In downtown Watsonville, inspired by the So. Central Farm, teachers and students are starting a community garden on an unused parcel of land on the otherwise barren Radcliff Elementary School campus. Lacking funding from the school administration, they have put out a general call for donations of basic supplies to help them get started. Email operationopal [at] riseup.net if you are interested in helping with this garden.
Autonomous spaces can be temporary, such as our local Guerilla Drive-In or Anarchist Cafe’s, or long-term, such as the Bike Church tool cooperative or the “Werkshop Museum” open artspace downtown.
A few threatened areas in Santa Cruz County
UCSC Upper Campus is the wild, forested refuge located above the developed portion of the University, and bordered by Henry Cowell State Park, Wilder Ranch State Park, and the Pogonip City Park. The new LRDP (Long Range Development Plan) for UCSC calls for almost double the existing buildings on campus, and much of the planned expansion is aimed at the upper campus area. Learn more about the LRDP and resistance to it at thes “Undo UCSC” website:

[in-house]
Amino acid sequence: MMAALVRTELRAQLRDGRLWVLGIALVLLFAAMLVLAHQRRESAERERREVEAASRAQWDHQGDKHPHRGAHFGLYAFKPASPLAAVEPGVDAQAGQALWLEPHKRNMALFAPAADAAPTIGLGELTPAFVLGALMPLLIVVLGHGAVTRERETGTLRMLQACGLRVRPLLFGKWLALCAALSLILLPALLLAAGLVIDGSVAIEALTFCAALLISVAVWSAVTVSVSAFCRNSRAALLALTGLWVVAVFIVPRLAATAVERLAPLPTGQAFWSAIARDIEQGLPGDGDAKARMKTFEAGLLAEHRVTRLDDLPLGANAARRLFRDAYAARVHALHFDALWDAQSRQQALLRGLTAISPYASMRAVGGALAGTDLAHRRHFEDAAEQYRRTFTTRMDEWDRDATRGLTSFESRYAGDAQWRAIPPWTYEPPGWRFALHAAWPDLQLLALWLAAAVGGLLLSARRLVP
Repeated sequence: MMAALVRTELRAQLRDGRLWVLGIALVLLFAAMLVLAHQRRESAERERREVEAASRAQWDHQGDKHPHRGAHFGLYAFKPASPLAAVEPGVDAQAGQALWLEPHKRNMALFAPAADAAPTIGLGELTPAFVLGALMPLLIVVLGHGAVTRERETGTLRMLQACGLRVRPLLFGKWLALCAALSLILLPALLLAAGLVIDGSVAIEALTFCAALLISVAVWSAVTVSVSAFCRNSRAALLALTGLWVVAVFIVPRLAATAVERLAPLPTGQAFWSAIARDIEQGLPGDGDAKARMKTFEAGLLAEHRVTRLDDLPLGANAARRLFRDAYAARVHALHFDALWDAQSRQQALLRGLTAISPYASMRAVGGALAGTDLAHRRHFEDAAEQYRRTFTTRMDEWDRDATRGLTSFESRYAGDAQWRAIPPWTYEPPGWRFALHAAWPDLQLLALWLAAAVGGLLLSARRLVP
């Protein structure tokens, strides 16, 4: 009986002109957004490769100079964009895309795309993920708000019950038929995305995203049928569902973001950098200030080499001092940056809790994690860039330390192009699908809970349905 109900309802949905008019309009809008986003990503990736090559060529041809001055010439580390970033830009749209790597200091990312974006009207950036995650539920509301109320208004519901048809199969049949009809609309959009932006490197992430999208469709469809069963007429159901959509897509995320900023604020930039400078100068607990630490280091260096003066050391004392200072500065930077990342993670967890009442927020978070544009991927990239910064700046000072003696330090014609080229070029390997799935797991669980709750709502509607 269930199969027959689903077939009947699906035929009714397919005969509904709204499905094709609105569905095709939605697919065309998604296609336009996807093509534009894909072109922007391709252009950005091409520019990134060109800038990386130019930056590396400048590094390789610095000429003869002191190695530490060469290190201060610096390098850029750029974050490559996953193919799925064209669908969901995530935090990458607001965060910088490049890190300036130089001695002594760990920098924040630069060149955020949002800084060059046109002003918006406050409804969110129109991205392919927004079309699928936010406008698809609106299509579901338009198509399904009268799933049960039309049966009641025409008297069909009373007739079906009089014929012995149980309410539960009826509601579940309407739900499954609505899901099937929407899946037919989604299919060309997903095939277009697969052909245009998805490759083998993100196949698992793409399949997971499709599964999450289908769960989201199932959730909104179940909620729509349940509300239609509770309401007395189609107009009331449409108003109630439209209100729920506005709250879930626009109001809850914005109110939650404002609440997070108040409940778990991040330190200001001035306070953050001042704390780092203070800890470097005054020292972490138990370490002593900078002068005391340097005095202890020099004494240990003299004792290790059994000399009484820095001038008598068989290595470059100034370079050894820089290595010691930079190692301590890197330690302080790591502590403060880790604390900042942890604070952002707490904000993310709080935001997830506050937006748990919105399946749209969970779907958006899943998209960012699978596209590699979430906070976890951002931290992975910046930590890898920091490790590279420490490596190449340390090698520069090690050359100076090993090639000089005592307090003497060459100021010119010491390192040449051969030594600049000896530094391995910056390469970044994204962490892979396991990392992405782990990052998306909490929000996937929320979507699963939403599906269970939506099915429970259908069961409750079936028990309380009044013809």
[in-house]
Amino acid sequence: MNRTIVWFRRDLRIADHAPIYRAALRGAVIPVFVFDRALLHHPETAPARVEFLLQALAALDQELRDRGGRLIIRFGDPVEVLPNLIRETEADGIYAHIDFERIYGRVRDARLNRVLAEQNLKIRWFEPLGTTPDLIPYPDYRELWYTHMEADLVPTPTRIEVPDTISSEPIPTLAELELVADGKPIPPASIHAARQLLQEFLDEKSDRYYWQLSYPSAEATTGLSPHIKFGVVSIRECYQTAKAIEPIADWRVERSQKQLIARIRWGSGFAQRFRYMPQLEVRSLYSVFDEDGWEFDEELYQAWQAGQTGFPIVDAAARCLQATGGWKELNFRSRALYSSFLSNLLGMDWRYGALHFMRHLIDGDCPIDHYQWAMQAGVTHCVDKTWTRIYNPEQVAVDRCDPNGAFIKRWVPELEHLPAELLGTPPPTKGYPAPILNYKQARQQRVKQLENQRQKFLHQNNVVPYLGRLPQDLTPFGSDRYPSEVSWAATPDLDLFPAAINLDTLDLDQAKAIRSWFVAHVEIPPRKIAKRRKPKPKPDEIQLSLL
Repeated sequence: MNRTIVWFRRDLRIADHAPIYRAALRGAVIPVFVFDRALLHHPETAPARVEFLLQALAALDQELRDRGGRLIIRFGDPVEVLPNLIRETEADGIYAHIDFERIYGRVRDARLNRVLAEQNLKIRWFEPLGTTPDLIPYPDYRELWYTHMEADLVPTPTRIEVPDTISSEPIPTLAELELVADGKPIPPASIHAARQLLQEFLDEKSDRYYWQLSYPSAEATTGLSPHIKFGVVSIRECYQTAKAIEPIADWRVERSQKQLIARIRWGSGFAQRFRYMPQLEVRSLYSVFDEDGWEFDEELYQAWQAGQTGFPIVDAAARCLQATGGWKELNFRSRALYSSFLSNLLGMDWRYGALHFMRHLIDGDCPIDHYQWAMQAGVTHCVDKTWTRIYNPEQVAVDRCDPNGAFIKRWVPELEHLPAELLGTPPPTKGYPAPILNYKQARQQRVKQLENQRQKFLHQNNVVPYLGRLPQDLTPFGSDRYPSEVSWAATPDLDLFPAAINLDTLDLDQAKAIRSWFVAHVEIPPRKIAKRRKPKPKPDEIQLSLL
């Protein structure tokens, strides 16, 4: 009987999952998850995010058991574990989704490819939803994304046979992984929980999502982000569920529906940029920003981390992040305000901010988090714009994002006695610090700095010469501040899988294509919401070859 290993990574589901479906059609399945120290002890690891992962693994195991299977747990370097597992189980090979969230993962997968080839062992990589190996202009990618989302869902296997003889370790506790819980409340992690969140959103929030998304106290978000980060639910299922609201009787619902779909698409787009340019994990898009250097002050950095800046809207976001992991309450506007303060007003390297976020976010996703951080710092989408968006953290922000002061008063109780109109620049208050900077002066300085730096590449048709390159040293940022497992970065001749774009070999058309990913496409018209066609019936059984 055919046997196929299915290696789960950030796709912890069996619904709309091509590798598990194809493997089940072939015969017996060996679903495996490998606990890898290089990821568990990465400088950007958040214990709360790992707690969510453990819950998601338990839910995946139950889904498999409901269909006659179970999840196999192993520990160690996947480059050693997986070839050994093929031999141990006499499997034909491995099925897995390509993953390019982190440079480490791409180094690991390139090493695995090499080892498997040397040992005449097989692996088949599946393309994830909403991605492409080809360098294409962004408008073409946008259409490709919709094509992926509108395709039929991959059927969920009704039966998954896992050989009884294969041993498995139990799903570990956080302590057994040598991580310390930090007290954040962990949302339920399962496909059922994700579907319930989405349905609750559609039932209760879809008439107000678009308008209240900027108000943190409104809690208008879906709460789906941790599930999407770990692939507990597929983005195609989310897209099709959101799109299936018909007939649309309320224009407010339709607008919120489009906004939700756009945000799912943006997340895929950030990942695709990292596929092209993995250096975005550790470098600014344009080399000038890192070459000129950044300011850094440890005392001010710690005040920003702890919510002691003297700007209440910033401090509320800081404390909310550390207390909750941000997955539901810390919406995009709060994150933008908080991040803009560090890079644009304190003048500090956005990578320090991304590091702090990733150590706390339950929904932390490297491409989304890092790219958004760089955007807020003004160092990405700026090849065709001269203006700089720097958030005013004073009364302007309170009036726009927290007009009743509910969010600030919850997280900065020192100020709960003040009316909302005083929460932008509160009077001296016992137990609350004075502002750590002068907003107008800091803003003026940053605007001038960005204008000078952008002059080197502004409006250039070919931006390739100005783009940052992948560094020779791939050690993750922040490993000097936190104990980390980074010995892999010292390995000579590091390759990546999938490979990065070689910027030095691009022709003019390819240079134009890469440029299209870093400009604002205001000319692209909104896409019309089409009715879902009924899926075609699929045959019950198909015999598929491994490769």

North Pacific Ave. - At the north end of Pacific Ave, across from the post office, is a bridge over the exposed foundations of what used to be Bookshop Santa Cruz (before the earthquakes struck). There are murals on the old brick walls, the largest one depicts people fleeing in horror from a collapsing city, from the American flag, to the green of communal life in the countryside. This unique public courtyard is now threatened with annihilation by a city-led “eminent domain” purchase-and-sale to a developer to construct a massive complex of luxury apartments, stretching from the sidewalk of Pacific all the way to the sidewalk of Cedar Street.